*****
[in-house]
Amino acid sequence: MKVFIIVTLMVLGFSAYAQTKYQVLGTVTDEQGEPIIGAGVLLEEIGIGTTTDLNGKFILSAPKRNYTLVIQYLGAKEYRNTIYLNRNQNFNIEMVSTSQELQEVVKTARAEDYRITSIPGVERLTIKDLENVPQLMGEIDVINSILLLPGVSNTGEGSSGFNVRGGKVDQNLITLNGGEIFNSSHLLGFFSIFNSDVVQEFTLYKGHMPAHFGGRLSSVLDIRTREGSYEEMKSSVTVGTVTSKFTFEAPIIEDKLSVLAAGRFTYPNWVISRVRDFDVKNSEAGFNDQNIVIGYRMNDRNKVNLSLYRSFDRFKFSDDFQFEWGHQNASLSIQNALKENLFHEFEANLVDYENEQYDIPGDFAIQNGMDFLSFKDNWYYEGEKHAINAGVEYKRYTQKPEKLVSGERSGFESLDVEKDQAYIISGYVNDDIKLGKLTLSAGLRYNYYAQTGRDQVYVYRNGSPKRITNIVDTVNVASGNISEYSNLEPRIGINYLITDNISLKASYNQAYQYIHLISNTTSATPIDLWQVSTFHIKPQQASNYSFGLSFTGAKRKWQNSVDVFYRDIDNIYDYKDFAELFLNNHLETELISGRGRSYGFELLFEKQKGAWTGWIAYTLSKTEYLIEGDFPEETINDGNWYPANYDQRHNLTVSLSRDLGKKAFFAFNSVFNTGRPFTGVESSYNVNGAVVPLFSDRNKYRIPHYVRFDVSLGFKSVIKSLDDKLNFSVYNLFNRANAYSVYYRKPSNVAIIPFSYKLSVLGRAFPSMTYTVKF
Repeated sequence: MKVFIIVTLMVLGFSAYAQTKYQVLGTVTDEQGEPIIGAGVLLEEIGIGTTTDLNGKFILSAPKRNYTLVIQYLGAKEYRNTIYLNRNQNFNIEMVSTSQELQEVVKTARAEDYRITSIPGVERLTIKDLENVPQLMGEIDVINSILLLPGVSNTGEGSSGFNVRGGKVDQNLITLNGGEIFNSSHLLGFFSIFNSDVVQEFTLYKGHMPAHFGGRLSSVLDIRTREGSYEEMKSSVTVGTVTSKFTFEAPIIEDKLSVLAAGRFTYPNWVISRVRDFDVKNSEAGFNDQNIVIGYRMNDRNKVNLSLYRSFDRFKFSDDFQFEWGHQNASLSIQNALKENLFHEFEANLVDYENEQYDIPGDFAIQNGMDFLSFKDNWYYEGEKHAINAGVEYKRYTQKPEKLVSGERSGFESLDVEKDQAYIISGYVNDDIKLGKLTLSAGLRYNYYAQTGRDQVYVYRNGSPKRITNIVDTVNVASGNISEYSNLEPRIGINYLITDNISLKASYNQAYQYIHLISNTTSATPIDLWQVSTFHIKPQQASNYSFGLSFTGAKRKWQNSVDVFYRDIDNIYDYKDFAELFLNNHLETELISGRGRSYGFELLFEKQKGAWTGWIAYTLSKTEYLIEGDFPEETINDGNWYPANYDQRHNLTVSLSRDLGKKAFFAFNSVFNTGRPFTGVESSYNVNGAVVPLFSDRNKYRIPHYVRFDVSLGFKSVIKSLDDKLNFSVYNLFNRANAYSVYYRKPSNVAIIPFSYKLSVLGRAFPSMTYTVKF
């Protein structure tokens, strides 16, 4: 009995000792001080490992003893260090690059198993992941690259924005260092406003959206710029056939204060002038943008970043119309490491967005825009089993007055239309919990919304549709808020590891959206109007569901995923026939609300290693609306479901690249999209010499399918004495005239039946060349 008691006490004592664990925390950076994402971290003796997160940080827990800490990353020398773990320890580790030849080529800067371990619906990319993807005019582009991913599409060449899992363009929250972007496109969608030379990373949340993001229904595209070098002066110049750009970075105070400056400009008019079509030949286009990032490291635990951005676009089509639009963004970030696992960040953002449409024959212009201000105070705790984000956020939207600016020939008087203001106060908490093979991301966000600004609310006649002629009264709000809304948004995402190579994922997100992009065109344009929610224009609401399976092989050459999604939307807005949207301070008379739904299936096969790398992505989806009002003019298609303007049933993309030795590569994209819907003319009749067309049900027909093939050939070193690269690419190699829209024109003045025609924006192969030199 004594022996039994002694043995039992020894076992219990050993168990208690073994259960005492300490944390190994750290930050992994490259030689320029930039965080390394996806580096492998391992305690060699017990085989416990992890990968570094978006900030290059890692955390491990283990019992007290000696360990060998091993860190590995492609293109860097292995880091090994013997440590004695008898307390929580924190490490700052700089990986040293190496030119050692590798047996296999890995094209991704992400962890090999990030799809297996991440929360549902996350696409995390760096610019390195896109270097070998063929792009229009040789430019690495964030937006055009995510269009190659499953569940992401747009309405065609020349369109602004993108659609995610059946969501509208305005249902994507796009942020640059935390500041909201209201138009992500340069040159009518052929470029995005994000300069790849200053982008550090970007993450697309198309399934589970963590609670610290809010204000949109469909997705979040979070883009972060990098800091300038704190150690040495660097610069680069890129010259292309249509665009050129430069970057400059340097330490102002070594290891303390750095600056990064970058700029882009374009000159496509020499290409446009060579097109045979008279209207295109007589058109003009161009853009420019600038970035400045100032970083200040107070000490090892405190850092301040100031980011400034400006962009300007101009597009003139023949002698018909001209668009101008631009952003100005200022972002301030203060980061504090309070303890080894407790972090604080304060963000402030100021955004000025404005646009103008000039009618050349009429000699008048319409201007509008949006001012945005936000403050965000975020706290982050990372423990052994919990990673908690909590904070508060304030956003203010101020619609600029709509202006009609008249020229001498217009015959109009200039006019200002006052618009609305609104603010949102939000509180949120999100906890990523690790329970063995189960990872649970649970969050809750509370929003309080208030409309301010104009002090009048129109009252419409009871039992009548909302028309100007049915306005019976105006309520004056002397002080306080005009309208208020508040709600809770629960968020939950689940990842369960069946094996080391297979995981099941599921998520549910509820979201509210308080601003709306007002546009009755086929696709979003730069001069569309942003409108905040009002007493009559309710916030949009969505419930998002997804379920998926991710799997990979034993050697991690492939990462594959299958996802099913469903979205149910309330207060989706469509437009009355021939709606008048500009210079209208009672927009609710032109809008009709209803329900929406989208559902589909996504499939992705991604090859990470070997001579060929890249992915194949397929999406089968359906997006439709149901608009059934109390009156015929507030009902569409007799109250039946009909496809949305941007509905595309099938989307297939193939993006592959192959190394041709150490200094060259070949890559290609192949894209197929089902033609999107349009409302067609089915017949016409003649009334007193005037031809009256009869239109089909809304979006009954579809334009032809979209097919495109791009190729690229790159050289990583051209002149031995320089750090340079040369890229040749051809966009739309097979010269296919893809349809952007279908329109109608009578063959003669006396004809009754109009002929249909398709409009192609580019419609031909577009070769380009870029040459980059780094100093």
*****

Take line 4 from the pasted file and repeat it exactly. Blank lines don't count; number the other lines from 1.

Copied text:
């Protein structure tokens, strides 16, 4: 009995000792001080490992003893260090690059198993992941690259924005260092406003959206710029056939204060002038943008970043119309490491967005825009089993007055239309919990919304549709808020590891959206109007569901995923026939609300290693609306479901690249999209010499399918004495005239039946060349 008691006490004592664990925390950076994402971290003796997160940080827990800490990353020398773990320890580790030849080529800067371990619906990319993807005019582009991913599409060449899992363009929250972007496109969608030379990373949340993001229904595209070098002066110049750009970075105070400056400009008019079509030949286009990032490291635990951005676009089509639009963004970030696992960040953002449409024959212009201000105070705790984000956020939207600016020939008087203001106060908490093979991301966000600004609310006649002629009264709000809304948004995402190579994922997100992009065109344009929610224009609401399976092989050459999604939307807005949207301070008379739904299936096969790398992505989806009002003019298609303007049933993309030795590569994209819907003319009749067309049900027909093939050939070193690269690419190699829209024109003045025609924006192969030199 004594022996039994002694043995039992020894076992219990050993168990208690073994259960005492300490944390190994750290930050992994490259030689320029930039965080390394996806580096492998391992305690060699017990085989416990992890990968570094978006900030290059890692955390491990283990019992007290000696360990060998091993860190590995492609293109860097292995880091090994013997440590004695008898307390929580924190490490700052700089990986040293190496030119050692590798047996296999890995094209991704992400962890090999990030799809297996991440929360549902996350696409995390760096610019390195896109270097070998063929792009229009040789430019690495964030937006055009995510269009190659499953569940992401747009309405065609020349369109602004993108659609995610059946969501509208305005249902994507796009942020640059935390500041909201209201138009992500340069040159009518052929470029995005994000300069790849200053982008550090970007993450697309198309399934589970963590609670610290809010204000949109469909997705979040979070883009972060990098800091300038704190150690040495660097610069680069890129010259292309249509665009050129430069970057400059340097330490102002070594290891303390750095600056990064970058700029882009374009000159496509020499290409446009060579097109045979008279209207295109007589058109003009161009853009420019600038970035400045100032970083200040107070000490090892405190850092301040100031980011400034400006962009300007101009597009003139023949002698018909001209668009101008631009952003100005200022972002301030203060980061504090309070303890080894407790972090604080304060963000402030100021955004000025404005646009103008000039009618050349009429000699008048319409201007509008949006001012945005936000403050965000975020706290982050990372423990052994919990990673908690909590904070508060304030956003203010101020619609600029709509202006009609008249020229001498217009015959109009200039006019200002006052618009609305609104603010949102939000509180949120999100906890990523690790329970063995189960990872649970649970969050809750509370929003309080208030409309301010104009002090009048129109009252419409009871039992009548909302028309100007049915306005019976105006309520004056002397002080306080005009309208208020508040709600809770629960968020939950689940990842369960069946094996080391297979995981099941599921998520549910509820979201509210308080601003709306007002546009009755086929696709979003730069001069569309942003409108905040009002007493009559309710916030949009969505419930998002997804379920998926991710799997990979034993050697991690492939990462594959299958996802099913469903979205149910309330207060989706469509437009009355021939709606008048500009210079209208009672927009609710032109809008009709209803329900929406989208559902589909996504499939992705991604090859990470070997001579060929890249992915194949397929999406089968359906997006439709149901608009059934109390009156015929507030009902569409007799109250039946009909496809949305941007509905595309099938989307297939193939993006592959192959190394041709150490200094060259070949890559290609192949894209197929089902033609999107349009409302067609089915017949016409003649009334007193005037031809009256009869239109089909809304979006009954579809334009032809979209097919495109791009190729690229790159050289990583051209002149031995320089750090340079040369890229040749051809966009739309097979010269296919893809349809952007279908329109109608009578063959003669006396004809009754109009002929249909398709409009192609580019419609031909577009070769380009870029040459980059780094100093």